Date: December 2009
Creator: Akdogan, Huseyin
Partner: UNT Libraries

Needs and Membership in Terrorist Organizations

Description: One key to reducing terrorism may be to understand why individuals join terror groups, and to find ways to meet their needs through alternatives to discourage membership in terrorist organizations. The study introduces the hierarchy of needs framework to capture all previous pieces of explanations on why individuals join terror groups under one big umbrella, in order to see the big picture. It does not do a meta-analysis, but rather tests the framework. This study is designed to find out what perceived needs commonly motivate individuals to join terror groups in general and specific terror groups in particular. The research uses Turkey's terrorism experience as a case study which is supported with data from real terrorist in Turkey. Findings of the descriptive analyses show that majority joined a terror group due to social and affiliative needs. The remaining analyses (bivariate, cross-tabulation and binary logistic regression) show that confitents who perceived esteem and recognition were more likely to become members of other/leftist terror groups, and that rightist terror group members in Turkey tend to have higher education. Education mainly affects a confitent's perception of two needs: social and affiliation and self-actualization. Other demographic variables (age group, region of birth, marital status) die not yield any significant relation with membership in terror groups.
Date: December 2009
Creator: Ekici, Siddik
Partner: UNT Libraries

The Impact of Surveillance Technology on the Behaviors of Municipal Police Departments

Description: Citizen complaints about inappropriate use of force indicate negative police-public relations, unresponsive police services, and the unresponsiveness of police management to citizens' concerns. However, the effective delivery of key policing services depends on the performance of individual police officers. Surveillance technology can monitor and control the behavior of officers, ensuring that police officers provide high quality policing services that meet the needs of citizens. Examples of surveillance technology such as in-car cameras and CCTV can be used as an administrative tool to respond to citizen complaints by police chief executives. This research examines the effect of surveillance technology on the behavior of municipal police departments that is operationalized as the number of citizen complaints that were filed against municipal police departments. This research also examines the impact of surveillance technology on dismissed and sustained complaints by using 511 large municipal police departments in the U.S. from Law Enforcement Management and Administrative Statistics (LEMAS) 2003 dataset. Three different models are developed to evaluate the impact of in-car cameras and CCTV on the citizen complaints and their dispositions. Two ordinary least square regression (OLS) models and a Heckman selection model are used to analyze the data. The Heckman selection model is utilized to correct for selection bias in truncated data for sustained complaints after log transformation. The results suggest that the use of surveillance technology by the police is necessary, but insufficient, in reducing the number of complaints. The finding suggests that videotaped evidence, recorded by surveillance technology, increased the number of convictions of accused officers in municipal police departments. The analysis also suggests that municipal police departments that used CCTV only in 2003 received a higher number of citizen complaints, in comparison to municipal police departments without CCTV, both in 2000 and 2003. No evidence was found to indicate that surveillance ...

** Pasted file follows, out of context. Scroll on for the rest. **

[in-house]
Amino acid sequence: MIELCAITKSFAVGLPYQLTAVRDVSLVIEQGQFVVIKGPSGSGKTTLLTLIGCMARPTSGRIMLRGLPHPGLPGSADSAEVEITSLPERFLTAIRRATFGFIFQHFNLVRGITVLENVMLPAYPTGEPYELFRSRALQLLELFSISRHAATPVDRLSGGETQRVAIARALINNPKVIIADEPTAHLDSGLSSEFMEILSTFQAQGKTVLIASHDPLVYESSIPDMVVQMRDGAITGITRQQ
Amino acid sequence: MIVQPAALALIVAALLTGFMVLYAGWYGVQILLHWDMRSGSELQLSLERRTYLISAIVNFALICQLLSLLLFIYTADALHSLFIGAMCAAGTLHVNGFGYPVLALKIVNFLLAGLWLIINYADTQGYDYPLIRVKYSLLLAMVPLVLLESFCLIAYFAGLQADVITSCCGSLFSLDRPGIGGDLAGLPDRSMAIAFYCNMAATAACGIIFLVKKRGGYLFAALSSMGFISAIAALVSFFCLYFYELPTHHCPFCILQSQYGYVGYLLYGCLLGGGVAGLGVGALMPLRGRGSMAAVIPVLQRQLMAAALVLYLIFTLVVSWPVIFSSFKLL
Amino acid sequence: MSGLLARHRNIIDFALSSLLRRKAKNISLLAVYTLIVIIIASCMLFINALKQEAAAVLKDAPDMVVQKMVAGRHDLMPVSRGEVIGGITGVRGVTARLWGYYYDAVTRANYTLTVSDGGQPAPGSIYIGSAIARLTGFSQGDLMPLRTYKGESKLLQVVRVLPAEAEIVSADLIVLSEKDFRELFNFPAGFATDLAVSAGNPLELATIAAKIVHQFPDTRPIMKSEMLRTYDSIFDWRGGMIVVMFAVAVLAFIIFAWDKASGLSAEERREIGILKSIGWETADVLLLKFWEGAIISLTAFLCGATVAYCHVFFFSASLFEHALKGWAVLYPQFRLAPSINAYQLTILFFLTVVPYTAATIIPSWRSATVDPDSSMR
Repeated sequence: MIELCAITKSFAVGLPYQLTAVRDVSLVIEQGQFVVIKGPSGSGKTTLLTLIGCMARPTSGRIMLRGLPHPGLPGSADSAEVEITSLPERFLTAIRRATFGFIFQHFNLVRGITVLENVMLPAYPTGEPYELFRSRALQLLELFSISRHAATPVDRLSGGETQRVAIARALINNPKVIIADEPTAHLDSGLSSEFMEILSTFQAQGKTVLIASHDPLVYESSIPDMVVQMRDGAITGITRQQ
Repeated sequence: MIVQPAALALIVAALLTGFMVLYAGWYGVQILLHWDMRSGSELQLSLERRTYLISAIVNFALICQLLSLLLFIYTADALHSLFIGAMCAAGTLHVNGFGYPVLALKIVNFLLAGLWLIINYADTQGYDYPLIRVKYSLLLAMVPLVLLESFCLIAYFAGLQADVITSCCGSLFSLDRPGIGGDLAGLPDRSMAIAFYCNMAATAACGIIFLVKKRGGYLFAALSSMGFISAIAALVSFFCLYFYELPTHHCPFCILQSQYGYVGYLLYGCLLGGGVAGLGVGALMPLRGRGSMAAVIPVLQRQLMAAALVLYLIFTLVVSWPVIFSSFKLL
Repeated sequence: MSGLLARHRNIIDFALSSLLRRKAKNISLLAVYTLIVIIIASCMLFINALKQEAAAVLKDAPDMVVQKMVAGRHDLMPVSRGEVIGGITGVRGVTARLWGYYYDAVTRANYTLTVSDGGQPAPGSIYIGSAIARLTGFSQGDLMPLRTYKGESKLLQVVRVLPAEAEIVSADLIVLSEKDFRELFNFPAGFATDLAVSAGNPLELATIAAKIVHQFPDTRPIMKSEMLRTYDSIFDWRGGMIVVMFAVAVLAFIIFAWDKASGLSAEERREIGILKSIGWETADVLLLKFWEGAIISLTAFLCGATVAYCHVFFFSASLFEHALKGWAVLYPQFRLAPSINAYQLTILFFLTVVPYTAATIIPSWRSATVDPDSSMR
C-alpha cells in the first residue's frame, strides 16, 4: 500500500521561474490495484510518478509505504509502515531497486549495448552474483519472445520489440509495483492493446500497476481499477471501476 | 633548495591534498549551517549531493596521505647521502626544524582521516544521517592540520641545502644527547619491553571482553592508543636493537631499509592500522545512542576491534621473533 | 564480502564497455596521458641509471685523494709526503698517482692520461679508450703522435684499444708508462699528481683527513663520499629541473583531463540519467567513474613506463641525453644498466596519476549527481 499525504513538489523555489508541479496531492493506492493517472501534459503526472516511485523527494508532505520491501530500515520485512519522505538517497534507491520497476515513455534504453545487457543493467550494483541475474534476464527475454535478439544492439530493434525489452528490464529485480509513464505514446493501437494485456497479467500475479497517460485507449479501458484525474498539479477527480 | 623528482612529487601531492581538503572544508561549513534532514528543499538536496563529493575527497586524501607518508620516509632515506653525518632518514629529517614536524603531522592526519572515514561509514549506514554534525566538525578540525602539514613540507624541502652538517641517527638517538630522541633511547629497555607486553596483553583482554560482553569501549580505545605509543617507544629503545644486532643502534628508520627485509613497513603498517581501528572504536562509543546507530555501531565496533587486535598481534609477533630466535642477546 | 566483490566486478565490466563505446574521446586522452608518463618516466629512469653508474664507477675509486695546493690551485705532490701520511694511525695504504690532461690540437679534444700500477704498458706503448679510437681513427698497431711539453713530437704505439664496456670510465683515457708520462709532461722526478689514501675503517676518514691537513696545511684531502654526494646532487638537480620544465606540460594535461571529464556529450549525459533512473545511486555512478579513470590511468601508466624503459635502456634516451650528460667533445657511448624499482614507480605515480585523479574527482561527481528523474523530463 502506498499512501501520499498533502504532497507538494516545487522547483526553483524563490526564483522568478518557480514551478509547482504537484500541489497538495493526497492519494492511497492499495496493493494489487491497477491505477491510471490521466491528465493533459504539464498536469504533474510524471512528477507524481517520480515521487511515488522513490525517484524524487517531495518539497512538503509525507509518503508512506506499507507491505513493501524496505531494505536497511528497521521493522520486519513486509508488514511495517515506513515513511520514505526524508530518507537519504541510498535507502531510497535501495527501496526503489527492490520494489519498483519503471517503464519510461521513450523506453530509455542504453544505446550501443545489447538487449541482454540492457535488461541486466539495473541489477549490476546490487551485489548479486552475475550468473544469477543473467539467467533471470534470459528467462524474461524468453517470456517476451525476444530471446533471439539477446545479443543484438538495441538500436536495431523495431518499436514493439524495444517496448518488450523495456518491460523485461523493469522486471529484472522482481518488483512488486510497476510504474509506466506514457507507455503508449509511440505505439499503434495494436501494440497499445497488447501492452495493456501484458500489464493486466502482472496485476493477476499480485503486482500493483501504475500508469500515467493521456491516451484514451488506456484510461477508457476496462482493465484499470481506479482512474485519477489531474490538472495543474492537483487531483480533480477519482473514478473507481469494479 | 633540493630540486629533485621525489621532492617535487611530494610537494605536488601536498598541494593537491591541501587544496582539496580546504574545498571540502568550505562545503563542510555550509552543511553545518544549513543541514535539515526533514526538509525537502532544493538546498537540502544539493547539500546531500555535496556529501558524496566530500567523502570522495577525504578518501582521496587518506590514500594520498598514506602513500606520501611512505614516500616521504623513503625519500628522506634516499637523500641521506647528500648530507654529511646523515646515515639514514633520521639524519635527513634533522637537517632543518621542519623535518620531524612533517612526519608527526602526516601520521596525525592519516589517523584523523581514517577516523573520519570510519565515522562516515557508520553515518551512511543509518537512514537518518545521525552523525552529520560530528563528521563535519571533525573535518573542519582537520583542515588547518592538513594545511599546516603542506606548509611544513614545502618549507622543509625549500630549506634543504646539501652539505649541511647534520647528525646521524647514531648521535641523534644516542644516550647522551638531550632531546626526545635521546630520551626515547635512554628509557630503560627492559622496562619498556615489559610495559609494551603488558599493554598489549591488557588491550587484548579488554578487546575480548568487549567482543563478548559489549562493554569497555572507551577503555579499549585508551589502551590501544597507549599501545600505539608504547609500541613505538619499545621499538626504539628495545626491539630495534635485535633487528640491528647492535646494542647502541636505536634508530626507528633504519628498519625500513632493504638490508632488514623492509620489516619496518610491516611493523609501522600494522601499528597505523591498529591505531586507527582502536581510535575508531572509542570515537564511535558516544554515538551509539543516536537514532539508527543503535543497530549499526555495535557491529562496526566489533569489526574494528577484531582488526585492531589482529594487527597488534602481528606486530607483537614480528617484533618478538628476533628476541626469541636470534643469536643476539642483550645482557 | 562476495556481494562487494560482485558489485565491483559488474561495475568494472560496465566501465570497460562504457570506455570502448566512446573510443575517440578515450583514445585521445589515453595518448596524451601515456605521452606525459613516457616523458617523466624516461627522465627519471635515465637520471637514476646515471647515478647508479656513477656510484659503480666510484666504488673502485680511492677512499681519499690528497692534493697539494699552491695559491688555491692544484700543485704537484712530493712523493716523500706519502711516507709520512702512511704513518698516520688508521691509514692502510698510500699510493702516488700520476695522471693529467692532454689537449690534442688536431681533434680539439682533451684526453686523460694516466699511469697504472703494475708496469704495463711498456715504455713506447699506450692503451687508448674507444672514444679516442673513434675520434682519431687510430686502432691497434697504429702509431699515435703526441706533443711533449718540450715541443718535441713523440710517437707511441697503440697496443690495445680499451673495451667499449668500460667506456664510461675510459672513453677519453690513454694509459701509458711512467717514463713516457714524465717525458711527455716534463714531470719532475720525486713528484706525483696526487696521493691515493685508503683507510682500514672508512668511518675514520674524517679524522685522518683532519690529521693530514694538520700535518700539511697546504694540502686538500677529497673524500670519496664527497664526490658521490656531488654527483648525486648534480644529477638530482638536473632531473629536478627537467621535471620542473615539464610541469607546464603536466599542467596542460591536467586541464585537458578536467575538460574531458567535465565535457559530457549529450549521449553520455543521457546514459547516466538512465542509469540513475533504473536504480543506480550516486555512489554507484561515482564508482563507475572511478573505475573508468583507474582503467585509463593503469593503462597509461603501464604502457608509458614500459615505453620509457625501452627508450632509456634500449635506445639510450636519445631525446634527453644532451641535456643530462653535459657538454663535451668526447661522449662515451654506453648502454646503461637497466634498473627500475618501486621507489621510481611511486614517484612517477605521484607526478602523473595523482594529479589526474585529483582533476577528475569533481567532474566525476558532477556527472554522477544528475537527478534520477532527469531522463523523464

Date: December 2009
Creator: Ulkemen, Sinan
Partner: UNT Libraries